Love Begins With Self- Love

The world is a projection of the mind. If we are sad the world looks sad, and if we are happy the world feels like a happy place. If we are full of fear then people, places and events bring fear into our hearts, and if we are without fear, we experience freedom everywhere. We each have our own heaven and hell within and we project them onto the world around us. A sunset may be beautiful for someone experiencing joy within, while the same sunset may be sad for someone who has just lost a loved one.

The same is true for love. If we love ourselves, then the world is full of love. If we are hateful or fearful of our own bodies, emotions and thoughts, it is difficult to love others. We project the rejection and resentment that we feel for ourselves onto our surroundings. We may act as if we love others. We may even have convinced ourselves of this love, but such love does not emerge from the depths of our heart. It is merely the fulfillment of a need, or a social formality. We may use the word love but it doesn’t carry the energy of true intimacy.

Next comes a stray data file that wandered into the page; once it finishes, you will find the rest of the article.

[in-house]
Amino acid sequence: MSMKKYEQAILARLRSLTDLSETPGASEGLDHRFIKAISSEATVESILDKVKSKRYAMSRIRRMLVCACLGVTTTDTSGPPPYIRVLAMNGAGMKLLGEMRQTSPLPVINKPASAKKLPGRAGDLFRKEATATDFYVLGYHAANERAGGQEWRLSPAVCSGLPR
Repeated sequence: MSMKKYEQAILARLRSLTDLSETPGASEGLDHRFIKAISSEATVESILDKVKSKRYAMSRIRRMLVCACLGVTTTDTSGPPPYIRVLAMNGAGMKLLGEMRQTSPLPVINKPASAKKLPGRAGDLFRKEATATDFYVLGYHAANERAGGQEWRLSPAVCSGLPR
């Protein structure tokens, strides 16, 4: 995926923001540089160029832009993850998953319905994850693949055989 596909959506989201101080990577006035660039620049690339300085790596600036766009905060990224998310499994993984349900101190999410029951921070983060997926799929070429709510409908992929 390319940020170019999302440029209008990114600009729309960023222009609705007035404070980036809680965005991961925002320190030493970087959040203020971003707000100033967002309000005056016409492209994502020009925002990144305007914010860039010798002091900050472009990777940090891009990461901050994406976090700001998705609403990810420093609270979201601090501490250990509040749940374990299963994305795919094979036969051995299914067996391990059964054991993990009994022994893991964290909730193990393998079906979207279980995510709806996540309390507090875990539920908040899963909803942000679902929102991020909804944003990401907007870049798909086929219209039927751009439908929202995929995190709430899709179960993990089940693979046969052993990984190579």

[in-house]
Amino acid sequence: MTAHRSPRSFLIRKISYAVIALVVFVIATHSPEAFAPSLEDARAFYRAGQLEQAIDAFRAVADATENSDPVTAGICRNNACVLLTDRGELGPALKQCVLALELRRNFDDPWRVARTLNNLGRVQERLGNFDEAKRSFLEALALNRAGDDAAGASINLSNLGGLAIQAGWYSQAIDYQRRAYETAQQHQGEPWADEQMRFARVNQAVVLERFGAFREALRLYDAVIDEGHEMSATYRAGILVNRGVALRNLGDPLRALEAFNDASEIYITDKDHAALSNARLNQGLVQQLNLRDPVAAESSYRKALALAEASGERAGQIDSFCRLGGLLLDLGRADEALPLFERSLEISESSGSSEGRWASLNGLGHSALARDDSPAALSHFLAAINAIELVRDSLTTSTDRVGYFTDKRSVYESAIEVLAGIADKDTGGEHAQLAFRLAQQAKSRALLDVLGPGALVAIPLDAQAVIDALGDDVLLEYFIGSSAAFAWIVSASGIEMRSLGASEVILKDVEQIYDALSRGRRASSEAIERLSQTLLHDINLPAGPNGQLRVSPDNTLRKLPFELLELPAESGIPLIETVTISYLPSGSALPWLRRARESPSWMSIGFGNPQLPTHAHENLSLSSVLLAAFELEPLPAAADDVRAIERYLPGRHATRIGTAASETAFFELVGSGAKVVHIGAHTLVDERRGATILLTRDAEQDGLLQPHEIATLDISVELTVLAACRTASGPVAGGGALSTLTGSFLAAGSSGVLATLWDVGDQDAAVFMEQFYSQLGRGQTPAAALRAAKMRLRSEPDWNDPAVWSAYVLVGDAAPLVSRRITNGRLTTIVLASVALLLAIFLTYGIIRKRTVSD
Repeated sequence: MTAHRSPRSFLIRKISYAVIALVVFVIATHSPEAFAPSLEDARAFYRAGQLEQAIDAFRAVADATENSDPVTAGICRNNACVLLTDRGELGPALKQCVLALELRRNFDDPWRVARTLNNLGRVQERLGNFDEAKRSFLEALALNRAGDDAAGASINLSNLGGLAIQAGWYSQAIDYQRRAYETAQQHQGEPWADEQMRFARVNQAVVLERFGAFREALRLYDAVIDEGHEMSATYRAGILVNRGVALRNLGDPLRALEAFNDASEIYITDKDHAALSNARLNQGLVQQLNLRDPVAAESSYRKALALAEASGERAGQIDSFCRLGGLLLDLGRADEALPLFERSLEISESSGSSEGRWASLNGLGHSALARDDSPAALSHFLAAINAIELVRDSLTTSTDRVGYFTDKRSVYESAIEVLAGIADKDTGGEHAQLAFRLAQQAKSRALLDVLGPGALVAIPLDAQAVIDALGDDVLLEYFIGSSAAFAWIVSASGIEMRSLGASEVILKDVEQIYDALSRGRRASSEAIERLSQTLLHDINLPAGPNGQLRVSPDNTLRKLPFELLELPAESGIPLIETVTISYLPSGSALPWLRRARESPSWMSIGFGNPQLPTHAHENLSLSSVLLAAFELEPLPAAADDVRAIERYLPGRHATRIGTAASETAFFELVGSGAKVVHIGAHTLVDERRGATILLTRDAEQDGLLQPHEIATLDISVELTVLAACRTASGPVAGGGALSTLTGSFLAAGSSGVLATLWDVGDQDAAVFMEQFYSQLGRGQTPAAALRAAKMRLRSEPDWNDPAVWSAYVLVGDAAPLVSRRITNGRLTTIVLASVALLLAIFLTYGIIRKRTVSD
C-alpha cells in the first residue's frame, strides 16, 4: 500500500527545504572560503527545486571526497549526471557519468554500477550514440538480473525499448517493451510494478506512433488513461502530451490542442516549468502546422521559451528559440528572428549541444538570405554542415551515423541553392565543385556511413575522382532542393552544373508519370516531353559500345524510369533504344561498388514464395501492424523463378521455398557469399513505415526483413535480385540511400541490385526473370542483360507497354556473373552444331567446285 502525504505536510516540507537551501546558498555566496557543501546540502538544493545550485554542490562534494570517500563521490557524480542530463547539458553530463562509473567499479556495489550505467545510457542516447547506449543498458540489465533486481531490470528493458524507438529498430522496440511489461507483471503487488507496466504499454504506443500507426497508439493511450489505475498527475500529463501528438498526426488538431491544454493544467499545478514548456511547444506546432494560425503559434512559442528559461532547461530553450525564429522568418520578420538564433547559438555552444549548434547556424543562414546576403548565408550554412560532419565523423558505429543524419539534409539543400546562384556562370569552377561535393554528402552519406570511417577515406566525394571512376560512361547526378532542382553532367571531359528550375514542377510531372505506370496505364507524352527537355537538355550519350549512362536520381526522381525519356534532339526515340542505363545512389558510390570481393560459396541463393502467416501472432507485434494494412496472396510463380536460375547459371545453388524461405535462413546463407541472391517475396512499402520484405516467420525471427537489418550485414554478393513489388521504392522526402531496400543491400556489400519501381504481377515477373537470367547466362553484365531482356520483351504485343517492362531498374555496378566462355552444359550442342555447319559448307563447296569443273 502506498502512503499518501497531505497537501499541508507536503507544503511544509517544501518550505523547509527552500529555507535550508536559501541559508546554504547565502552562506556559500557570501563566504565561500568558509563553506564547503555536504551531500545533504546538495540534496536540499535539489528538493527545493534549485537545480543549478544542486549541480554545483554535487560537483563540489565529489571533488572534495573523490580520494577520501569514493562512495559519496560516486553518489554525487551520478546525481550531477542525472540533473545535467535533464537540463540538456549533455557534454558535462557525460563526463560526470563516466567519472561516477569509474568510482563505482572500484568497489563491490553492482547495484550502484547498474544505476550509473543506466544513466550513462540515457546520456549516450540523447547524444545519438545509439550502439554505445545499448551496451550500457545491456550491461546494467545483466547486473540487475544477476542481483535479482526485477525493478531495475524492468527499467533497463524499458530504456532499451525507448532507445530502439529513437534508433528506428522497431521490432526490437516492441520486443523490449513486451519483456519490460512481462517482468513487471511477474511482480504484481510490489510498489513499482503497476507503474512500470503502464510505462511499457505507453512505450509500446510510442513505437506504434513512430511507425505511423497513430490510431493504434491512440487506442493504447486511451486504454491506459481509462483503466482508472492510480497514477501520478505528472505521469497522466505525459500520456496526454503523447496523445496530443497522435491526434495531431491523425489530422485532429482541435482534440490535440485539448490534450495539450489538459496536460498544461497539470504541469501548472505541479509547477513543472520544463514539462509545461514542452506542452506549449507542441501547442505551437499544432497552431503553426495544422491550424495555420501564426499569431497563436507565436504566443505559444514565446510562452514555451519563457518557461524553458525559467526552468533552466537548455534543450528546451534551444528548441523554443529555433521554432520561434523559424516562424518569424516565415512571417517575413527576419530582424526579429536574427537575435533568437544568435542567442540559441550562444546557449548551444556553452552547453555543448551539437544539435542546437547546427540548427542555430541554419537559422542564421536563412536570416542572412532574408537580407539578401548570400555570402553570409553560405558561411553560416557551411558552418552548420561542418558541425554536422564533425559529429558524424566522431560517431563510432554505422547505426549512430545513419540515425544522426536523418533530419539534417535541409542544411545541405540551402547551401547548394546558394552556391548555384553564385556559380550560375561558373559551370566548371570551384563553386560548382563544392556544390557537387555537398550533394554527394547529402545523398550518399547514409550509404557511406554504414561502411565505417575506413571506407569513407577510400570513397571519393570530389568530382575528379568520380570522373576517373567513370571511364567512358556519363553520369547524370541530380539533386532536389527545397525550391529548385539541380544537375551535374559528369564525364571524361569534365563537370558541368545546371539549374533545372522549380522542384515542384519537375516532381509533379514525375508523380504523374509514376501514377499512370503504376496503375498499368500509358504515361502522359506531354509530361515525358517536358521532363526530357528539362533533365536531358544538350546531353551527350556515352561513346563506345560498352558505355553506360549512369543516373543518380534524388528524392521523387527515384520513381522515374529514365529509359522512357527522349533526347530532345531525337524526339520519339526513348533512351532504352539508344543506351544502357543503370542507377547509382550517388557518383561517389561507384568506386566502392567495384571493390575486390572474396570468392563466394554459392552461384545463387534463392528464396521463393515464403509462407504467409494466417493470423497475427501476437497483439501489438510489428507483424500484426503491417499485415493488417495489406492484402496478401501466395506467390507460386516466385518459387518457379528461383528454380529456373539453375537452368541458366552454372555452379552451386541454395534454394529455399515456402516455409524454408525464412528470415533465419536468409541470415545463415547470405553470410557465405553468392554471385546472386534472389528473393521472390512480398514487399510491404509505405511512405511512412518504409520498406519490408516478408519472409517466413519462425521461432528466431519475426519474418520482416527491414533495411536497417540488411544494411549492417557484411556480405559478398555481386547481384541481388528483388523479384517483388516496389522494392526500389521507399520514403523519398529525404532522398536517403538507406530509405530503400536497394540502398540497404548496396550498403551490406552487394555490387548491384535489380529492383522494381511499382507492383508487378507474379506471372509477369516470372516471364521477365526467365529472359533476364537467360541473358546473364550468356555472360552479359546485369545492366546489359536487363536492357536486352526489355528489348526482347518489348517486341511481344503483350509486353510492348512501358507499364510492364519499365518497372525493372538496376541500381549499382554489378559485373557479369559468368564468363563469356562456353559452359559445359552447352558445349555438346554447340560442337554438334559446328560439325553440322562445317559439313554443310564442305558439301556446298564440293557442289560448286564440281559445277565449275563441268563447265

Self love is about loving our bodies, feelings, emotions and thoughts and expressing that affection toward ourselves. Love is an essential component of physical and psychological well-being. It is always there, but it may be buried beneath layers of social, cultural and religious conditioning.

Self-Love is not selfishness. It is not self-indulgence or narcissistic attachment to, or obsession with, our body or mind. In narcissism, the absorption or attachment with the self is so great that we become oblivious to the needs and desires of others. People become merely tools for self-gratification. A narcissistic person lives in isolation away from the world and nature.

Rarely do we love ourselves totally. Sometimes we are attached to ourselves and become self-absorbed. Often we don’t like or may even hate ourselves. We repress or ignore those parts of our being, which we feel are unworthy and ugly. This results in a fragmented self. Instead of feeling an integrated wholeness within, we divide ourselves into the “good” and “bad.” These parts are in constant conflict with each other. The “bad” is repressed, ignored and rejected by the “good.”

Self-love is a movement from fragmentation to wholeness, from self-hatred and guilt to affection, and from a manufactured self-image to living with reality. It is an action towards total self-acceptance, in which one lives without fear and guilt. If we love ourselves and feel affection towards our body, feelings and thoughts, that love and affection will fill the vessel of our body and mind. This love will spill into the world around us and transform us. In such a transformation, self-love and self-affection become love and affection for others. Such love includes the world, nature, whole universe and eventually expresses itself as unconditional love.


No Comments

Leave a reply